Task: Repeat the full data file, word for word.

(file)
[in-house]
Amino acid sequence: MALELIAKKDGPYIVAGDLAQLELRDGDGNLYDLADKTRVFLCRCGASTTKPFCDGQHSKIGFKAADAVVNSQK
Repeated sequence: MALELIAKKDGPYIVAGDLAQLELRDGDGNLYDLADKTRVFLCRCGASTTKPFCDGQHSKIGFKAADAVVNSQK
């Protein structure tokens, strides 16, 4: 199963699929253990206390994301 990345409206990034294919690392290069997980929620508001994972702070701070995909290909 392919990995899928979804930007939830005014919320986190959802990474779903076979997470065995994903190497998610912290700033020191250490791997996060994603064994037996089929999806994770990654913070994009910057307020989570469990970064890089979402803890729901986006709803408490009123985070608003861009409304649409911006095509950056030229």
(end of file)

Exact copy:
[in-house]
Amino acid sequence: MALELIAKKDGPYIVAGDLAQLELRDGDGNLYDLADKTRVFLCRCGASTTKPFCDGQHSKIGFKAADAVVNSQK
Repeated sequence: MALELIAKKDGPYIVAGDLAQLELRDGDGNLYDLADKTRVFLCRCGASTTKPFCDGQHSKIGFKAADAVVNSQK
């Protein structure tokens, strides 16, 4: 199963699929253990206390994301 990345409206990034294919690392290069997980929620508001994972702070701070995909290909 392919990995899928979804930007939830005014919320986190959802990474779903076979997470065995994903190497998610912290700033020191250490791997996060994603064994037996089929999806994770990654913070994009910057307020989570469990970064890089979402803890729901986006709803408490009123985070608003861009409304649409911006095509950056030229």